Cooking and Kitchen Thermometers Buying Guide

Professional kitchens cannot (and should not) operate without thermometers. Thermometers are the only way to accurately measure temperatures to ensure food safety but are also key for food preparation and monitoring temperatures in fridges, freezers and dishwashers. But there isn’t one type of thermometer that can do everything. 

Depending on your business, a selection of kitchen and cooking thermometers for accurate temperature readings is necessary to keep your operation in the safe zone. 

Types of Cooking and Kitchen Thermometers

There are two main types of thermometers: mechanical and electronic. Mechanical thermometers use either liquids or metals that expand and contract to measure temperature. Electronic thermometers use electrical resistance, measurement of electricity generation or electromagnetic radiation to measure temperature. 

Although you don’t need to know how these types of thermometers work, knowing the best uses for each type helps to determine which style works best for each temperature task in your operation. 

Liquid Thermometers 

The most basic of thermometers, liquid thermometers have a food safe coloured liquid inside a glass tube usually protected by a case - the liquid expands and contracts as the temperature changes. This is the type of thermometer most of us remember from public school and is often called a tube thermometer.

Their simple, no-tech and inexpensive design make this type of thermometer a favourite for commercial kitchens. However, they are more difficult to read – especially at a distance – and don’t offer quick results.  Therefore, they are best used for tasks that don’t require quick temperature changes. 

Being waterproof (and steam proof) these thermometers are favoured for candy making, deep frying and chocolate tempering.

Popular Uses of Liquid Thermometers (Tube Thermometers): 

     •  Refrigerators
     •  Freezers
     •  Candy
     •  Deep Fryers
     •  Chocolate Tempering 

Different tube style thermometers

Dial Thermometers 

These thermometers have a round dial with the scale in a circular shape. A pointer moves to indicate the measured temperature.  This durable and inexpensive type of thermometer, also called a bimetal or bimetallic thermometer, uses coiled wire that expands or contracts based on temperature that turns the pointer to the correct temperature. 

Dial thermometers can be flat backed or have a probe, but the mechanics are the same.   

Their durability, low cost and no need for batteries, make them a popular choice for foodservice kitchens.

Popular Uses of Dial Thermometers: 

     •  Refrigerators
     •  Freezers
     •  Ovens
     •  Food Holding
     •  Roasting Meats
     •  Candy Making
     •  Deep Frying
     •  Storage
     •  Beverages (steaming milk and milk-alternatives)

Different styles of dial thermometers

Digital Instant Read Thermometers  

Also called digital thermistor thermometers, these are a popular choice for many kitchens because of their compact size and quick response time. This thermometer measures temperature by determining electrical resistance. Temperature is indicated on a digital display.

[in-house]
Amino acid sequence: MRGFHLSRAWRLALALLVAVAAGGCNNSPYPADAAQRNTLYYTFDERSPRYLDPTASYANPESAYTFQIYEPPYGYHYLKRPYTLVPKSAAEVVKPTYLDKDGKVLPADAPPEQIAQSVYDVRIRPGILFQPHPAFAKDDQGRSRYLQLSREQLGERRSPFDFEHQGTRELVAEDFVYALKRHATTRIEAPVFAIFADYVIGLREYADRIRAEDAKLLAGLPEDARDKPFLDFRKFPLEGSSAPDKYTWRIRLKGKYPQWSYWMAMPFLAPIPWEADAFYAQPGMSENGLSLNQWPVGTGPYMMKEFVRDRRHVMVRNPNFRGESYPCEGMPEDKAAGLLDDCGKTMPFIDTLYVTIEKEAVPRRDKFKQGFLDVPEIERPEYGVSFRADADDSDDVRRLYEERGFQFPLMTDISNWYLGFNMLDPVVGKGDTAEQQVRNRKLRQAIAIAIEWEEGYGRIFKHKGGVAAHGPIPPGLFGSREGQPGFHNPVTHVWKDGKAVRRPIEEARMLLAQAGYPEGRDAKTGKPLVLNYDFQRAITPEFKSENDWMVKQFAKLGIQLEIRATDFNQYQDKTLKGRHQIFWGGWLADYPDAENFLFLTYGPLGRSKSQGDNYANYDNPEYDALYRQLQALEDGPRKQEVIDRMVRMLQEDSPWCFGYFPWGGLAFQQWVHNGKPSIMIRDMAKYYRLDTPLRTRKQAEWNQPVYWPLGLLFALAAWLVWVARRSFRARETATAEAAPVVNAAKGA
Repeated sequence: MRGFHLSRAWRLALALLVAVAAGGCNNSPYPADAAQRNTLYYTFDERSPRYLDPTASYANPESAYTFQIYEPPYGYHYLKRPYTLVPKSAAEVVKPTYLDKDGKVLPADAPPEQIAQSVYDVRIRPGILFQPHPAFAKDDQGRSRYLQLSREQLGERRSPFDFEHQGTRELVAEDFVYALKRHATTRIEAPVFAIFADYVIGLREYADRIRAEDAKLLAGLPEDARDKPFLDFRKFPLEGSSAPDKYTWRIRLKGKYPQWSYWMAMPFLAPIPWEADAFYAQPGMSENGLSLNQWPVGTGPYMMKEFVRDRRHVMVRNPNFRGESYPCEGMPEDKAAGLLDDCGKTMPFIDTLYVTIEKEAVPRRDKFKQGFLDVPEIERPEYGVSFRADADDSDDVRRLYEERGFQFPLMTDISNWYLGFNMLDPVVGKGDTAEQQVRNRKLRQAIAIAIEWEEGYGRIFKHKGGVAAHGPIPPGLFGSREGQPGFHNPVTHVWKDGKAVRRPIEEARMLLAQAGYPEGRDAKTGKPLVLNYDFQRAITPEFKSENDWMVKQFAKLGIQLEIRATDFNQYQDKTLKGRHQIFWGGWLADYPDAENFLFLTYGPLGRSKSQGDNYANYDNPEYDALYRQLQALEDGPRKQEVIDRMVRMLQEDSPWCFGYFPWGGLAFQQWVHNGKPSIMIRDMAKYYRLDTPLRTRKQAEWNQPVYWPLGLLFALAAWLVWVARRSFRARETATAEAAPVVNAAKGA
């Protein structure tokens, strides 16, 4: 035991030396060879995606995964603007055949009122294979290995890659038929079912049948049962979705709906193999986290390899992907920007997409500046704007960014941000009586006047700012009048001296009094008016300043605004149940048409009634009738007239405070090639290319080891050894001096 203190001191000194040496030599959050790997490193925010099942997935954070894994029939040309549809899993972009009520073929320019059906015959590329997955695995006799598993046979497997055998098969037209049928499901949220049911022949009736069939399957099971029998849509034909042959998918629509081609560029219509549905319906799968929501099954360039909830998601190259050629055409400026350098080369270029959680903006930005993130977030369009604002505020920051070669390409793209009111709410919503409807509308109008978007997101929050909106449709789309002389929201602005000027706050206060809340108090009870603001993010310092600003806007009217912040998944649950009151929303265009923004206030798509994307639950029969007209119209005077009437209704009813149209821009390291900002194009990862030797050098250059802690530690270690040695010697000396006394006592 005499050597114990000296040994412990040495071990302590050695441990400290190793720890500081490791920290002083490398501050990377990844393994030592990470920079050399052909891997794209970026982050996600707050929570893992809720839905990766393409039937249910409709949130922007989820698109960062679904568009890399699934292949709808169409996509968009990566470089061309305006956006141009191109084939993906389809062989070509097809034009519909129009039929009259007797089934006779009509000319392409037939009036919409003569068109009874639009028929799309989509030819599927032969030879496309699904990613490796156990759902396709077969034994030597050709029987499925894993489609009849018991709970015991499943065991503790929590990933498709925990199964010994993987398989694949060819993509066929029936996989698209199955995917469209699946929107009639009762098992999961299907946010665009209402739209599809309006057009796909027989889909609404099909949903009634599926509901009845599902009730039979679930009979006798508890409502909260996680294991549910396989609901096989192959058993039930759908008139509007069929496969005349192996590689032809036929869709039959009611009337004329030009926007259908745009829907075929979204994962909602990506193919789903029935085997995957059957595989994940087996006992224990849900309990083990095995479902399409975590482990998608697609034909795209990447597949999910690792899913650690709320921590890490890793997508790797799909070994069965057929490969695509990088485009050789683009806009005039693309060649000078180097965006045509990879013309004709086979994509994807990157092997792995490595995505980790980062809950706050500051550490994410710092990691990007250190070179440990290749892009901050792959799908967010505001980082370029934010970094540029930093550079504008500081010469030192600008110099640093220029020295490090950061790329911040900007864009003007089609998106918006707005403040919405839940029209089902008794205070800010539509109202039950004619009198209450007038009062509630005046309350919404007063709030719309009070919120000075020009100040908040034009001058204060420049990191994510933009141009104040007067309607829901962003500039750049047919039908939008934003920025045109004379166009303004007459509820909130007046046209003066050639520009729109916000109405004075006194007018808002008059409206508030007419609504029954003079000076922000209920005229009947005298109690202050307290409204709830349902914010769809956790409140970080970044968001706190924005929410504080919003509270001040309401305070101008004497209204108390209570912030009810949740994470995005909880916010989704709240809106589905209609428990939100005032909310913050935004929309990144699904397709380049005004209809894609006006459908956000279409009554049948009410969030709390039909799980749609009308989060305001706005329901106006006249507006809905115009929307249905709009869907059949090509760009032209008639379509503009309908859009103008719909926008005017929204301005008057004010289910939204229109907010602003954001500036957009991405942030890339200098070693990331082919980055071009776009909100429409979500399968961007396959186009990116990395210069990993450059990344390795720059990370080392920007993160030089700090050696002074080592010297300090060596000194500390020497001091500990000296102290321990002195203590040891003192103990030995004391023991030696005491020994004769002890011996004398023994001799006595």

With pocket friendly sizes and varying function options, a chef can quickly and accurately check the temperature of their creations.

Popular Uses of Digital Instant Read Thermometers: 

     •  Food Preparation
     •  Food Holding Checks
     •  Dishwashing
     •  Meat Preparation
     •  Baking

Different styles of instant read digital thermometers

Digital Thermocouple Thermometer 

Great for fast paced commercial operations, thermocouple thermometers offer quick read-out times and a wide temperature range. With a probe and digital display it is a favourite for measuring internal meat temperatures. Thermocouple thermometers determine temperature by measuring the generated electricity. 

Popular Uses of Digital Thermocouple Thermometers: 

     •  Food Preparation
     •  Food Holding Checks
     •  Food Receiving Checks
     •  Liquids
     •  Meats

Infrared Thermometers 

Also called a pyrometer, this thermometer measures temperature by measuring the heat that radiates from a surface. Therefore, this thermometer is unique because it does not need to come in contact with the surface to read the temperature.  

The distance:spot ratio determines how far away you can be from items you want to monitor. Remember these thermometers can only detect surface temperatures, not internal ones - a thermometer with a probe or stem is required for taking internal temperatures.

Best for: Food Holding, Receiving, Extreme Temperatures, No Contact, Dishwasher

Popular Uses of Infrared Thermometers: 

     •  Extreme Temperatures
     •  Food Holding Checks
     •  Food Receiving Checks
     •  No Contact
     •  Dishwashers

Infrared thermometers

Combination Thermometers - Infrared and Thermocouple

A most popular choice is an infrared and digital thermocouple thermometer.  Staff can monitor internal temperature and surface temperatures with the same unit. 

Popular Uses of Combination Thermometers: 

     •  Extreme Temperatures
     •  Food Holding Checks
     •  Food Receiving Checks
     •  No Contact
     •  Dishwashers

     •  Meats
     •  Food Preparation
     •  Liquids


Comination Infrared and Thermocouple Thermometer

Digital Probe Thermometers 

Monitoring foods during cooking ensures accuracy and quality results. This type of thermometer has a probe and cable that can be inserted and remain in the food in the oven while the digital display is outside the oven constantly monitoring the temperature. A great choice to use for all types of meat, this type of thermometer reduces the number of times you need to open the oven or lift the hood of a grill. 

Popular Uses of Combination Thermometers: 

     •  Meat Preparation
     •  Ovens
     •  Grills
     •  Catering